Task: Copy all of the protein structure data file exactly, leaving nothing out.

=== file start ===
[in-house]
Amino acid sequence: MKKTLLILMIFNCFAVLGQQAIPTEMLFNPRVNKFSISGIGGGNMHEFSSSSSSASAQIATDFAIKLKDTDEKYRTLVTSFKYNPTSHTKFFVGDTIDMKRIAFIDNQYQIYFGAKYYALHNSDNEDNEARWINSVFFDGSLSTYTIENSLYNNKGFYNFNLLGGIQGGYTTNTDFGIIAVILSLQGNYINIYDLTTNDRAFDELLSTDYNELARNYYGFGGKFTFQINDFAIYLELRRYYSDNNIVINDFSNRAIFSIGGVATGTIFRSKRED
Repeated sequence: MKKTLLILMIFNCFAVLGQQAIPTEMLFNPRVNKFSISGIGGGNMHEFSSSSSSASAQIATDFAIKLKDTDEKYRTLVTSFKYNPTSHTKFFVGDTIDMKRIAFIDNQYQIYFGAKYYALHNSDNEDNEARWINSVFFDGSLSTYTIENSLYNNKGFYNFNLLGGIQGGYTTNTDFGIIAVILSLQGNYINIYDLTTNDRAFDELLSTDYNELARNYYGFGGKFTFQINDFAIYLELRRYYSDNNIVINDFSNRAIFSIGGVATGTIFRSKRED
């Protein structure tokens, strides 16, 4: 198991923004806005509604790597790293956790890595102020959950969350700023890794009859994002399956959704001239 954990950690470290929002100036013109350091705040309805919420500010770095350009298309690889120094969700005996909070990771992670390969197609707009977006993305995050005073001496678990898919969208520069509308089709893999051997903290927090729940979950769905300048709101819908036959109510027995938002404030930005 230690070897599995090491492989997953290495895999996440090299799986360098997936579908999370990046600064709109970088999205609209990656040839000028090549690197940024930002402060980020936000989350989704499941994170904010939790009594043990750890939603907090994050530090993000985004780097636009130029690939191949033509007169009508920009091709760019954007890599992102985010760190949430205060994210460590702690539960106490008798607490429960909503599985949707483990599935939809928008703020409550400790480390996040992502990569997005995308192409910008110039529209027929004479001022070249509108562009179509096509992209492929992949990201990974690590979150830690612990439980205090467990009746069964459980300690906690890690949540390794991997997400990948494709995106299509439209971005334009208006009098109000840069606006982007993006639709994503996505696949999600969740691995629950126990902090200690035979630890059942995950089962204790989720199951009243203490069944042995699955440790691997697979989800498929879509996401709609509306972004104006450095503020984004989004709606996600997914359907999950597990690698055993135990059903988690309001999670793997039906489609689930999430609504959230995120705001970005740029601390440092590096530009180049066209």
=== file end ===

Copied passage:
[in-house]
Amino acid sequence: MKKTLLILMIFNCFAVLGQQAIPTEMLFNPRVNKFSISGIGGGNMHEFSSSSSSASAQIATDFAIKLKDTDEKYRTLVTSFKYNPTSHTKFFVGDTIDMKRIAFIDNQYQIYFGAKYYALHNSDNEDNEARWINSVFFDGSLSTYTIENSLYNNKGFYNFNLLGGIQGGYTTNTDFGIIAVILSLQGNYINIYDLTTNDRAFDELLSTDYNELARNYYGFGGKFTFQINDFAIYLELRRYYSDNNIVINDFSNRAIFSIGGVATGTIFRSKRED
Repeated sequence: MKKTLLILMIFNCFAVLGQQAIPTEMLFNPRVNKFSISGIGGGNMHEFSSSSSSASAQIATDFAIKLKDTDEKYRTLVTSFKYNPTSHTKFFVGDTIDMKRIAFIDNQYQIYFGAKYYALHNSDNEDNEARWINSVFFDGSLSTYTIENSLYNNKGFYNFNLLGGIQGGYTTNTDFGIIAVILSLQGNYINIYDLTTNDRAFDELLSTDYNELARNYYGFGGKFTFQINDFAIYLELRRYYSDNNIVINDFSNRAIFSIGGVATGTIFRSKRED
């Protein structure tokens, strides 16, 4: 198991923004806005509604790597790293956790890595102020959950969350700023890794009859994002399956959704001239 954990950690470290929002100036013109350091705040309805919420500010770095350009298309690889120094969700005996909070990771992670390969197609707009977006993305995050005073001496678990898919969208520069509308089709893999051997903290927090729940979950769905300048709101819908036959109510027995938002404030930005 230690070897599995090491492989997953290495895999996440090299799986360098997936579908999370990046600064709109970088999205609209990656040839000028090549690197940024930002402060980020936000989350989704499941994170904010939790009594043990750890939603907090994050530090993000985004780097636009130029690939191949033509007169009508920009091709760019954007890599992102985010760190949430205060994210460590702690539960106490008798607490429960909503599985949707483990599935939809928008703020409550400790480390996040992502990569997005995308192409910008110039529209027929004479001022070249509108562009179509096509992209492929992949990201990974690590979150830690612990439980205090467990009746069964459980300690906690890690949540390794991997997400990948494709995106299509439209971005334009208006009098109000840069606006982007993006639709994503996505696949999600969740691995629950126990902090200690035979630890059942995950089962204790989720199951009243203490069944042995699955440790691997697979989800498929879509996401709609509306972004104006450095503020984004989004709606996600997914359907999950597990690698055993135990059903988690309001999670793997039906489609689930999430609504959230995120705001970005740029601390440092590096530009180049066209």